I knew I wanted to instill in my children a love for learning, encourage their natural curiosity, and help them to think critically and independently. Because of the fit-in-the-box expectations of school systems, the difficulty of catering to 30 different personalities in the same classroom, the pressure to perform well on standardized tests, and all the regulations and coming from the top down, that love for learning often dies and dread of school takes its place. At home, we can go on tangents when the kids have questions about something we are learning, we can put down the books and go outside to look for the pants we are reading about, or jump in the car for an impromptu field trip to the museum to dig deeper and learn more. And it’s always fun! And the kids want to ask questions and learn more. We don’t have to worry about whether it’s going to be on the test or not. We don’t have to worry that it’s going to take too much time and we won’t be able to finish the curriculum by the end of the year. We are always learning and “doing school” no matter where we are or what we are doing because learning is a part of experiencing life.
I also know exactly what they are learning, and in what context, so I am able to help them find answers to their questions and connect what we are learning to other things we encounter on a daily basis. Instead of having them come home from school and being unsure of how best to help them with their homework because I don’t know what they discussed in class that day, I can direct them to work out the answers and problem solve and develop the skills to research and find the answers they are looking for so that they can become independent and learn how to find the answers to their questions on their own rather than look for a simplistic answer out of a textbook, and then relate what they discovered back to the lessons we have been working on.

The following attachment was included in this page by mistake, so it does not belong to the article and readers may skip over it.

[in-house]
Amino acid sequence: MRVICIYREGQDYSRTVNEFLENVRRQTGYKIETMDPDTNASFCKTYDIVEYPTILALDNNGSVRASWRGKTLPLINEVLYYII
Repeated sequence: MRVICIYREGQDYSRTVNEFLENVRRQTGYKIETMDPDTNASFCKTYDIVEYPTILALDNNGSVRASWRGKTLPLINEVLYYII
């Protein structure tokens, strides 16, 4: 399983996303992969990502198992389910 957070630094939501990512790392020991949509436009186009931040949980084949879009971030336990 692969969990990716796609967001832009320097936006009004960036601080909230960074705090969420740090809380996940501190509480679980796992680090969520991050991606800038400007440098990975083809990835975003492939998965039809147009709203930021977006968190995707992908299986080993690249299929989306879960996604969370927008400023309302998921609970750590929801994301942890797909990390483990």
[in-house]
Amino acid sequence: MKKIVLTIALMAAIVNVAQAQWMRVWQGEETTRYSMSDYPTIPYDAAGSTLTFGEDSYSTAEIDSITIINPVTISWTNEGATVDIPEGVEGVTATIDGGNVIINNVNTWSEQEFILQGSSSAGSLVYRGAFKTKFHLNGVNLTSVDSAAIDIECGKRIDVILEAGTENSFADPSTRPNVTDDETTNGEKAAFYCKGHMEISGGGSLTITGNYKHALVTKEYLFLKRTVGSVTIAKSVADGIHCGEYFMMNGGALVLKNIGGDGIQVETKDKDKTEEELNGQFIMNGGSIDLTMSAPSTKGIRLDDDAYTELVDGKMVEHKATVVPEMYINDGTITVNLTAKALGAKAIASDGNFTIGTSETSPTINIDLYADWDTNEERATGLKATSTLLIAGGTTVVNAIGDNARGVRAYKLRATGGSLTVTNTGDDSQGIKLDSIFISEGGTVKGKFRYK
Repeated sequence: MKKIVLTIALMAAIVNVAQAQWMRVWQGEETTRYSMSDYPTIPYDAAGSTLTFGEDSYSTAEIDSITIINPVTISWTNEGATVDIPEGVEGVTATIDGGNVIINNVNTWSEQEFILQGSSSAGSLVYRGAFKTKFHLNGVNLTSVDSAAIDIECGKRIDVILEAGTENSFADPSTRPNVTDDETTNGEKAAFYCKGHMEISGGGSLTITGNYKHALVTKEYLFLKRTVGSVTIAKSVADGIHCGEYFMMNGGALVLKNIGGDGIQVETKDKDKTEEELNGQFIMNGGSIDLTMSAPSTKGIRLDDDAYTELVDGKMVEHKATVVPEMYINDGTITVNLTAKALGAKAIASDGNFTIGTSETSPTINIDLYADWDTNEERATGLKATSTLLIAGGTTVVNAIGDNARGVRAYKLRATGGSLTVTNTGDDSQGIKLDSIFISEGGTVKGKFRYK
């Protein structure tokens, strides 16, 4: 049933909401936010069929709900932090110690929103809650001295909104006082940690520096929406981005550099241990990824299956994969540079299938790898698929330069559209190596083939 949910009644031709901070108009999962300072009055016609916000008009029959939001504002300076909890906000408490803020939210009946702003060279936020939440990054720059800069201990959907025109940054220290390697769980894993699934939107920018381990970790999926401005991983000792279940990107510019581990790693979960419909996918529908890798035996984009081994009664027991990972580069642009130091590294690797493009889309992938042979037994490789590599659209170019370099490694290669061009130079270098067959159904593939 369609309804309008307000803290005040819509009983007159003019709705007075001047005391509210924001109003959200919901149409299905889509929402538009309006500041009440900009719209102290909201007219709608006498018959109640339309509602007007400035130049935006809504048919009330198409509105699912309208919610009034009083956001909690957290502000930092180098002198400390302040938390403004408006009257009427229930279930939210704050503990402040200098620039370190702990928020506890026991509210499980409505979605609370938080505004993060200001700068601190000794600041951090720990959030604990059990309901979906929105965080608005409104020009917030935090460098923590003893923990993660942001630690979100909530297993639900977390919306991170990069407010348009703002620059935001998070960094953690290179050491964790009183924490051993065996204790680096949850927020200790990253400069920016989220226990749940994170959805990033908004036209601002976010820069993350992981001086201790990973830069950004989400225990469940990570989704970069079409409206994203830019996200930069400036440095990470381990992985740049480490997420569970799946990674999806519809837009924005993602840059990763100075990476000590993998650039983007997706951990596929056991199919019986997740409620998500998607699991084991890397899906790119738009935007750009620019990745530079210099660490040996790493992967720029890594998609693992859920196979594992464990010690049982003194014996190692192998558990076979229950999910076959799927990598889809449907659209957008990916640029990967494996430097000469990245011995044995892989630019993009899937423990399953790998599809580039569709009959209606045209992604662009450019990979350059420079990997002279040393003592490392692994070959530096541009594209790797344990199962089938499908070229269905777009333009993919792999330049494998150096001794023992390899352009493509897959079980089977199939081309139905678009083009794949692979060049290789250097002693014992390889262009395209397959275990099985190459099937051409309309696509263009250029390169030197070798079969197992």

And, I’m not thrown for a loop when they come back struggling with hard topics that they came across in a text book or in a story they read in class, wondering what the context was or how it was discussed in the classroom. When we read or hear about or witness death, bullying, racism, suicide, war, etc., we can pause and really talk through it and I can help them process it and hopefully they will develop healthy understandings of these topics and they will develop a strong and loving character that will speak up and battle injustices rather than participate in such actions or stand with the masses cheering or recording while these things along with their peers.
Schools are not what they were when I was a kid. It is amazing to me how much younger kids are being exposed to things. The amount of bullying that happens, the younger students are that are getting pregnant, the amount of drugs found in schools. There are so many negative influences. And, especially when children are young, it has a significant affect on their character. I hope that my children will be kind, stand up against injustice, be respectful, be responsible, be charitable. These virtues are easier to instill when I can encourage them to practice this all day long, model it for them, and create situations where they can put these lessons into action by having them volunteer with me at places like the homeless shelter or the animal rescue or by helping someone we see who has a need.